The Rhodope Mountains, located in southern Bulgaria (the most part) and in Greece, is the oldest landmass on the Balkan peninsula and have abundant water reserves, with a dense network of mountain springs and rivers. They were inhabited from the Prehistoric age, but the first known people that lived there were the Thracians, the area being one of the cradles of European civilisation. During the Middle Ages, the Rhodopes were part of the Bulgarian and Byzantine Empires, often changing hands between the two countries, and at the end of the 14th century they were conquered by Ottoman Empire, which had possessed them for five centuries. As a result, the Rhodopes has been a place of ethnic and religious diversity for hundreds of years. Apart from the Eastern Orthodox Bulgarians and Greeks, the mountains are also home to a number of Muslim communities, including the Muslim Bulgarians (Pomaks) and a large concentration of Bulgarian Turks.
The bridge that can be seen in the postcard's background is Dyavolski Most (Devil's Bridge), an arch bridge over the Arda River situated in a narrow gorge, on the ancient road which connecting the lowlands of Thrace with the north Aegean Sea coast, at 10 km from the town of Ardino. Built between 1515 and 1518, it is the largest and best known of its kind in the Rhodopes, having 56 m long and three arches, but also holes with small semicircular arches to read water level.
According to the official figures, 68.2% of the inhabitants of the Ardino municipality are Turks, 16.9% are Bulgarians and 14.9% are others, the overwhelming majority of the people being Muslims, as the women from the picture. They wear an one-apron costume, typical of Bulgarian Muslim women in the Rhodope Mountains till the first quarter of the 20th century, since it was practical and met the requirements of their daily work activities. At the same time, there was a certain desire to make the costume richer, so the outer open garment (anteriya, zaboun, or kaftan) was introduced as part of this dress.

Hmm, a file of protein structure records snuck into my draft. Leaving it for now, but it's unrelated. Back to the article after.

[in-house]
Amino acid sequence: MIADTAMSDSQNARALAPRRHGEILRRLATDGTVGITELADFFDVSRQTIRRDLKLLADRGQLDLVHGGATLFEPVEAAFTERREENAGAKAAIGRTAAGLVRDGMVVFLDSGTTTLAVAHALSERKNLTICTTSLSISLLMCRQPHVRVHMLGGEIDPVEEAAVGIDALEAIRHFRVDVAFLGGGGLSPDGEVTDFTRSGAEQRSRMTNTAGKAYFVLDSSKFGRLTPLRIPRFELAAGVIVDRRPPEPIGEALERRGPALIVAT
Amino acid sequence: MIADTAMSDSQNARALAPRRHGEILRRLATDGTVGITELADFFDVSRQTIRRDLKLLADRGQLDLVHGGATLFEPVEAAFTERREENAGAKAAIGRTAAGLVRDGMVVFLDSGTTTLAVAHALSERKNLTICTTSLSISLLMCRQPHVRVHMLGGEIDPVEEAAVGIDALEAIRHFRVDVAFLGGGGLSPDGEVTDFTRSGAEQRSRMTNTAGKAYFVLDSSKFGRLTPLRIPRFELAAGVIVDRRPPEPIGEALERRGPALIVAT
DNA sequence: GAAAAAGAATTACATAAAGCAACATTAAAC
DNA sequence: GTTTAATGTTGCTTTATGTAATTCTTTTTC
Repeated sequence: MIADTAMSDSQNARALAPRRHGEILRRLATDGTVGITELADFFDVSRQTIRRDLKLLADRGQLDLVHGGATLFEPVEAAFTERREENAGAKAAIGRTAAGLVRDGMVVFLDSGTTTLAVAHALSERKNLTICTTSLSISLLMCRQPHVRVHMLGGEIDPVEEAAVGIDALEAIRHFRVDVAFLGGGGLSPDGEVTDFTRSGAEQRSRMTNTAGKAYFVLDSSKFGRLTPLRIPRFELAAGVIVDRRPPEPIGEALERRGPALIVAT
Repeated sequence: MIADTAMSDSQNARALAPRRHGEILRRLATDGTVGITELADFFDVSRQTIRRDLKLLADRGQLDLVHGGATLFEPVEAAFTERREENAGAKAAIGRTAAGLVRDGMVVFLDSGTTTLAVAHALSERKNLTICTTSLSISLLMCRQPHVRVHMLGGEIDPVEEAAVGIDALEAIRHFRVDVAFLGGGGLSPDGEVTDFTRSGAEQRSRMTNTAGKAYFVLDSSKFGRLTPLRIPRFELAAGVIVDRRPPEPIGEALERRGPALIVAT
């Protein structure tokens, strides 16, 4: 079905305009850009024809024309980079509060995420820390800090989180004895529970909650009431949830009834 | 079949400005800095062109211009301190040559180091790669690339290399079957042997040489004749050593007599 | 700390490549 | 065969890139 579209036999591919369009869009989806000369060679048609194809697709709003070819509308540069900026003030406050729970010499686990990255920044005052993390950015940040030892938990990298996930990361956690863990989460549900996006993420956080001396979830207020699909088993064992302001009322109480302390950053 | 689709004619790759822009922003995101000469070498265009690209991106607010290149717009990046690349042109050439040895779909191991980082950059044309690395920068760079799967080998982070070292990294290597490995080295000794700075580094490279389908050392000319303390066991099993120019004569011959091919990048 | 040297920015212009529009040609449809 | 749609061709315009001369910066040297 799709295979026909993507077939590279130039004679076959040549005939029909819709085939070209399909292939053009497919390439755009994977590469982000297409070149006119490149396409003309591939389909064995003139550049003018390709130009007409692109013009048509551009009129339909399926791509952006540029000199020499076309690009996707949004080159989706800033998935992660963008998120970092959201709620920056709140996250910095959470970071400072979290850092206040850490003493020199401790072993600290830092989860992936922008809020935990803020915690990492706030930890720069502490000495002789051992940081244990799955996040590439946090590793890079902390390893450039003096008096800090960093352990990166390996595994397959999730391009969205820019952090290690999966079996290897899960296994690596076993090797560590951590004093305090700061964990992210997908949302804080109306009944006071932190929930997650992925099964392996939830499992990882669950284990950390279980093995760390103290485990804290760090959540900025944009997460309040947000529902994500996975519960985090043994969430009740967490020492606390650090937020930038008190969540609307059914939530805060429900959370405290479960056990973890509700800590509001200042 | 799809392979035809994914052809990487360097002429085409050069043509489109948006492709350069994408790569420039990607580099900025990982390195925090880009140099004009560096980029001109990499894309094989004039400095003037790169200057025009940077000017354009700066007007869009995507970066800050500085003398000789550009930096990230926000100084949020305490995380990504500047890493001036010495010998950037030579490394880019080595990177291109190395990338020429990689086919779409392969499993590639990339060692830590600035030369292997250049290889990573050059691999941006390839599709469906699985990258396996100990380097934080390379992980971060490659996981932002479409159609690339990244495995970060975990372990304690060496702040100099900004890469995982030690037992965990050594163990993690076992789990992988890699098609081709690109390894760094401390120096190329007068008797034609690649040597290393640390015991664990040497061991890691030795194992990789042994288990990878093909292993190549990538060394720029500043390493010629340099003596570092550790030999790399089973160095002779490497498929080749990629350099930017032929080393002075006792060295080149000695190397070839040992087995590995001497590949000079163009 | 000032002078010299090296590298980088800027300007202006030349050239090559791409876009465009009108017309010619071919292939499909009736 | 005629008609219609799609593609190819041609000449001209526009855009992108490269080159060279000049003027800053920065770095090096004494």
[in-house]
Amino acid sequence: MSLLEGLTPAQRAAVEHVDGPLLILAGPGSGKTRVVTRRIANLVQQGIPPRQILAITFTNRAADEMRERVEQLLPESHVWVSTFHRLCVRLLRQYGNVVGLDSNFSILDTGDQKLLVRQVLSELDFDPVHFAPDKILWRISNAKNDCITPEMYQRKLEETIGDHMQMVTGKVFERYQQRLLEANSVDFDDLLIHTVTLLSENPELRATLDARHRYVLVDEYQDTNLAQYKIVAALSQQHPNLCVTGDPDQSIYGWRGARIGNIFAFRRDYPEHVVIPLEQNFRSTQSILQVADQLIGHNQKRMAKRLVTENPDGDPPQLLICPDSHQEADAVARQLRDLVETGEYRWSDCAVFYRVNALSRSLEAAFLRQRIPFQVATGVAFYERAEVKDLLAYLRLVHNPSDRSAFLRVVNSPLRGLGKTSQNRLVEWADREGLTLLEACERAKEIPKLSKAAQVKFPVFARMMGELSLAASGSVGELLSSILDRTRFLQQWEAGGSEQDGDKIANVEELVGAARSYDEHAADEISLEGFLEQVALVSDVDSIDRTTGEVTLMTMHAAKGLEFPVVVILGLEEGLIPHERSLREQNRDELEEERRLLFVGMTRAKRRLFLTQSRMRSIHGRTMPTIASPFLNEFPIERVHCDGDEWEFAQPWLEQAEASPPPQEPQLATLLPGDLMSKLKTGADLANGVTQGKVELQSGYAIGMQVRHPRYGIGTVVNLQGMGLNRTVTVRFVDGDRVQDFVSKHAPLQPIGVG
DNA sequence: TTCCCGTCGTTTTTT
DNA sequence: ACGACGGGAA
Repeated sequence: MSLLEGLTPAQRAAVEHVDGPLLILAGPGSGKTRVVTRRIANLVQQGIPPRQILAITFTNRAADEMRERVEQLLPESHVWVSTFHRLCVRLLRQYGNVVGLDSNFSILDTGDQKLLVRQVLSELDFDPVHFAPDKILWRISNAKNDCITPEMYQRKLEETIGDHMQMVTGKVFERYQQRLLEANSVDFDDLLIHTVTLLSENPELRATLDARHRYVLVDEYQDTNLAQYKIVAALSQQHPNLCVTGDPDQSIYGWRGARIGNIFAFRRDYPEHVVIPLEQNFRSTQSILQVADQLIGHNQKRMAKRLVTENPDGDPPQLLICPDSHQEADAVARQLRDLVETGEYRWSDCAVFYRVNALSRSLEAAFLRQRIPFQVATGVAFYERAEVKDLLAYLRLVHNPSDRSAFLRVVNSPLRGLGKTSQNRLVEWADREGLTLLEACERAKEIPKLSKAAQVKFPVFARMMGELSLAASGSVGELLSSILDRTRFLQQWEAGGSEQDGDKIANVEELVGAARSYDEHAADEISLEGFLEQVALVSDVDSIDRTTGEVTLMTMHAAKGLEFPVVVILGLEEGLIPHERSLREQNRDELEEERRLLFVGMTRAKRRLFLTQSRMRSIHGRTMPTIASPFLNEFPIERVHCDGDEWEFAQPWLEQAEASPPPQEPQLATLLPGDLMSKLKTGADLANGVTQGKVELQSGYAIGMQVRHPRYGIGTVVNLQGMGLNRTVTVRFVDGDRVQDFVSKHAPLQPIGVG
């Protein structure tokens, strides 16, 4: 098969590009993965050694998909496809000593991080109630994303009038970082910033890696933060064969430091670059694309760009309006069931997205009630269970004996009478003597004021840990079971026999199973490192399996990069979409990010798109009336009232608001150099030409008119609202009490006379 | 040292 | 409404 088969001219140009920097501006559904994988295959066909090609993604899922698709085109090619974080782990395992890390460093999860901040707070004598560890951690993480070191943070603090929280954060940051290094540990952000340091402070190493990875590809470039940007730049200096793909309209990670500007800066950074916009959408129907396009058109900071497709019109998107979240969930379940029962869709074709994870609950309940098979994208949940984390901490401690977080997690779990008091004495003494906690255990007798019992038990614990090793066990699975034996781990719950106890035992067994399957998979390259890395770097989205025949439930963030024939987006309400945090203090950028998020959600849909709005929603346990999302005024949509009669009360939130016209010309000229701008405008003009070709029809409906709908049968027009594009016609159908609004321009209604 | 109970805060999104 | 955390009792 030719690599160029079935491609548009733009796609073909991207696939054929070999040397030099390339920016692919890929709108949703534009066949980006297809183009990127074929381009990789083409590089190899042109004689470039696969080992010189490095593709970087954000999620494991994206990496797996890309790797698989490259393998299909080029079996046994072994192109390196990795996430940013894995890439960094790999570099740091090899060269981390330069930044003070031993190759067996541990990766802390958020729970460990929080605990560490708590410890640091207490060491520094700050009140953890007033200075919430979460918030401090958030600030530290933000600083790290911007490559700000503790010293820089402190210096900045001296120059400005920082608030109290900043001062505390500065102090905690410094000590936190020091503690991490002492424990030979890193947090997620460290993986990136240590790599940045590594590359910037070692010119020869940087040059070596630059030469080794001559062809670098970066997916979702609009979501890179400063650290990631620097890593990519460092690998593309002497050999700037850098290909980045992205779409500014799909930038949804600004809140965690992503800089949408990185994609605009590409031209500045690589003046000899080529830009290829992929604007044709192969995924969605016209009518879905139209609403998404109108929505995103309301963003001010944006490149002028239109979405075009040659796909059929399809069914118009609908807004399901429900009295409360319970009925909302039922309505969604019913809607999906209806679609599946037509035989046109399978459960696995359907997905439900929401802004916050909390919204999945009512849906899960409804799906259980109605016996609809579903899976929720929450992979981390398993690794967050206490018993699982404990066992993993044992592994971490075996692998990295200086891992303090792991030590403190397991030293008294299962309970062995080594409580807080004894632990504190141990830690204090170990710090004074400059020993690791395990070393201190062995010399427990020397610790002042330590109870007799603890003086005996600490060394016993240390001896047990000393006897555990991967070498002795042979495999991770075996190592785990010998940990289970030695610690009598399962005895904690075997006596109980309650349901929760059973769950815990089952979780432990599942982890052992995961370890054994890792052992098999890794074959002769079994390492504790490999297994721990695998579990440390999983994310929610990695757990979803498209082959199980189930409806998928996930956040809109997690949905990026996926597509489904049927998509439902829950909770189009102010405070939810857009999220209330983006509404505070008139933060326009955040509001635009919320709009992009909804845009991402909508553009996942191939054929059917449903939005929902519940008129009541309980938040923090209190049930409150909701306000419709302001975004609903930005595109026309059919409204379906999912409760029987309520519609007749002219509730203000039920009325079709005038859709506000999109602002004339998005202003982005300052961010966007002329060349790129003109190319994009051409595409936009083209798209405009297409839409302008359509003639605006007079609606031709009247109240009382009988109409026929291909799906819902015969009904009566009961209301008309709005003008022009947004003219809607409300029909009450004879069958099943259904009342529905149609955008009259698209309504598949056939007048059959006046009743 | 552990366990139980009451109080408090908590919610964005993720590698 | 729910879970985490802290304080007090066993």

The chief items of the costume include a soukman dress, a chemise, an apron, and a waist-band. Fine embroidery decorates large portions of the sleeves of the chemise. The soukman dress is made from a single piece of woven and felted woollen cloth in black or dark blue (in winter), decorated round the neck, hem and sleeve edges. Strips of the soukman fabric are attached to the sleeve openings forming the so-called "tails", reduced decorative elements of former sleeves having lost their utilitarian function. The ornamentation of this costume is concentrated on the skirts, along the neck and the sleeves' borders. The waist-band is a long piece wound several times round the waist. Characteristic of the women in the Rhodopes region is also their preference for light yellow and orange, as well as grass green shades skillfully combined in the texture of the apron.
About the stamp
The stamp was issued on 1 March 2010, with the occasion of 200th birth anniversary of Frédéric Chopin, a Polish composer and virtuoso pianist, considered one of the greatest Romantic composers. Who hasn't listen at least some of the Chopin's Preludes and Nocturnes? At least as soundtracks.
This is a post for Sunday Stamps #98, run by Viridian from Viridian’s Postcard Blog. The theme of this week is Commemorations. Click on the button to visit Viridian’s blog and all the other participants.
Dyavolski Most - Wikipedia
Municipality Ardino - Guide Bulgaria
Traditional Bulgarian Costumes - OMDA
Bulgarian women's costume - The Eliznik Romania pages
Bulgarian women's closed tunic - Soukman - The Eliznik Romania pages
200th birth anniversary of Frédéric Chopin - Stamps of Bulgaria
sender: Desislava Eneva (direct swap)
sent from Sofia (Bulgaria), on 05.07.2012
photo: Boyko Kalev, design: Vlado Prangov